New construction and financing

3 Replies

So I started to learn the new construction field and, of course , starting with the finance side of things(all start and finish in money!).
I spoke to a few lenders(private and banks) to check my option for funding new construction. All of the lender told me they won't lend money if I don't have most of the equity on the land I'm building on.
My question is if there's lenders that fund both land and construction or is there an angle or a creative solution for this situation?
My strain of thought is - when the big players buy lands in the millions and the construction go in the tens of millions I'm sure someone lend them money for both land and construction, is there any solution for a he little guy ?

Thank you :)

@Yiftach Ilyov   Our first project 20 years ago was a new construction single family home.  I would suggest keeping the financial summary clear and concise.  On all our proforma's we break it down to Sources and Uses.  The Uses are all the costs:  land, soft and hard costs.  Let's say $100,000.00.  The Sources are all the various places you are getting money to pay the Uses (Equity, Mezz, Debt, etc).  If the bank requires 25% equity (you find this out by asking the bank what they typically require), then show:  


Land    $35,000.00

Soft     $10,000.00

Const  $55,000.00

Total   $100,000.00


Equity:   $25,000.00

Debt      $75,000.00

Total      $100,000.00

Equity $25,000.00 and Debt $75,000.00.  It should not matter what equity for land and what equity for construction if you set it up correctly.  We have done loans for projects whose values are from $500,000 - $15,000,0000, and have not had to break it other than how I described it above.  If they fund the land, then they most likely want to fund the construction to avoid any lien conflicts.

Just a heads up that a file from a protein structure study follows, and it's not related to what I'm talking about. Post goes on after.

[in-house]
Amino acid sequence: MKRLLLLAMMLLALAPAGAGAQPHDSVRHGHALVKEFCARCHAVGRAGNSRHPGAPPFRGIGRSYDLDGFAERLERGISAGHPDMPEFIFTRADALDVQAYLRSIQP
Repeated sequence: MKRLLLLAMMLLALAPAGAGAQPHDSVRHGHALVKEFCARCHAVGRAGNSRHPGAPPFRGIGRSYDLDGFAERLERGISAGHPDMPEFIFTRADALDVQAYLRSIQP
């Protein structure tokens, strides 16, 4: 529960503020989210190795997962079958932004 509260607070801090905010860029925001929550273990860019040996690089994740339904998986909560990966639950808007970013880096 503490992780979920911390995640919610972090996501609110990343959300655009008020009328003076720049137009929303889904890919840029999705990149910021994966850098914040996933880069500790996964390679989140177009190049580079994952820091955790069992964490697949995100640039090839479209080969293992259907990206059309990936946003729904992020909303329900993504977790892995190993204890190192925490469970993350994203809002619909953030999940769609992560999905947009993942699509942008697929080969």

In my experience, lenders want more equity in the land loan than the construction loan, percentage-wise.

Here is an example using @Scott Krone 's numbers.

The lender might want 40% down on your $35k land, so you need $14k for the down payment on the land. The construction loan *might* be done on ARV and you *might* need only 25% there, which while it's less percentage-wise, it's more money at $25k.

In Scott's example, the numbers seem to be a wash because your ratio of cost in land to build is only 35% (at 35k). In another market where land costs more than construction, your numbers can shift a little. Say your land is $50k and your build+soft costs are $25K.  In this case you would have to raise more than 25% of the total loan value to hit the 40% down payment on land.

Make a quick call to a lender in your area. They should be able to tell you what % they generally want down for the different portions of the loan. 

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